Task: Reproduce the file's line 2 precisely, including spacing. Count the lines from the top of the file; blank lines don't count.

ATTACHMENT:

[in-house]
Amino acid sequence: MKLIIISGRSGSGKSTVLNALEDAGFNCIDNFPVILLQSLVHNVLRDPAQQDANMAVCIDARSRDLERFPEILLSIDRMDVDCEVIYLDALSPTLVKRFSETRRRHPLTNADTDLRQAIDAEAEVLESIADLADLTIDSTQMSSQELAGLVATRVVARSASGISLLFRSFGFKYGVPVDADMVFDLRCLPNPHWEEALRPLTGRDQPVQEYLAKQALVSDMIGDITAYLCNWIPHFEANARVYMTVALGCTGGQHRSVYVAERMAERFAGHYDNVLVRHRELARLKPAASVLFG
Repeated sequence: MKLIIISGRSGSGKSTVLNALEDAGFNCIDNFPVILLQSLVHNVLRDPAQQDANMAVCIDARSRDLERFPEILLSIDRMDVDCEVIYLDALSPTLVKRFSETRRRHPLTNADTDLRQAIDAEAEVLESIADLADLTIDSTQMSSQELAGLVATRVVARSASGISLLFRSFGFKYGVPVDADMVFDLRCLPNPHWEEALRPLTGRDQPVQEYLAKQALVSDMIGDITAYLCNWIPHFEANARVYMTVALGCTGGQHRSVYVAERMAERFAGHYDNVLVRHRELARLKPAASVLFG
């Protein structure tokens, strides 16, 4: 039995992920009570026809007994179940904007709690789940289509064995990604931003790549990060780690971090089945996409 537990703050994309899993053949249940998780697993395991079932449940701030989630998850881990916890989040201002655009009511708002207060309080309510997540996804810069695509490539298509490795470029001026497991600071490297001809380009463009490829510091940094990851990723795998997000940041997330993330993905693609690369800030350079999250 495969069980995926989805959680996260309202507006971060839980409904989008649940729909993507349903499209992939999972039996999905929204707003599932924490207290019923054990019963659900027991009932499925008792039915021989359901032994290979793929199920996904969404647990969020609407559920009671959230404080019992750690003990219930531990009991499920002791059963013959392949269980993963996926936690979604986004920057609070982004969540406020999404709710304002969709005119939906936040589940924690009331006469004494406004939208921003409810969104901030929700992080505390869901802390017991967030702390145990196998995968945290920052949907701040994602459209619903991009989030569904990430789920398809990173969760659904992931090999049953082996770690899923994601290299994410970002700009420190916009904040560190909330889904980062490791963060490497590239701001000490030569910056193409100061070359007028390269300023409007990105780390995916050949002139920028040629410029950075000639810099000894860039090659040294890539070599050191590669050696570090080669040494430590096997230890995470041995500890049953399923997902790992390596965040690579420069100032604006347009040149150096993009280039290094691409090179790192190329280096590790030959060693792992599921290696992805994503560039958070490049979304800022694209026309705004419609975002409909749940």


Amino acid sequence: MKLIIISGRSGSGKSTVLNALEDAGFNCIDNFPVILLQSLVHNVLRDPAQQDANMAVCIDARSRDLERFPEILLSIDRMDVDCEVIYLDALSPTLVKRFSETRRRHPLTNADTDLRQAIDAEAEVLESIADLADLTIDSTQMSSQELAGLVATRVVARSASGISLLFRSFGFKYGVPVDADMVFDLRCLPNPHWEEALRPLTGRDQPVQEYLAKQALVSDMIGDITAYLCNWIPHFEANARVYMTVALGCTGGQHRSVYVAERMAERFAGHYDNVLVRHRELARLKPAASVLFG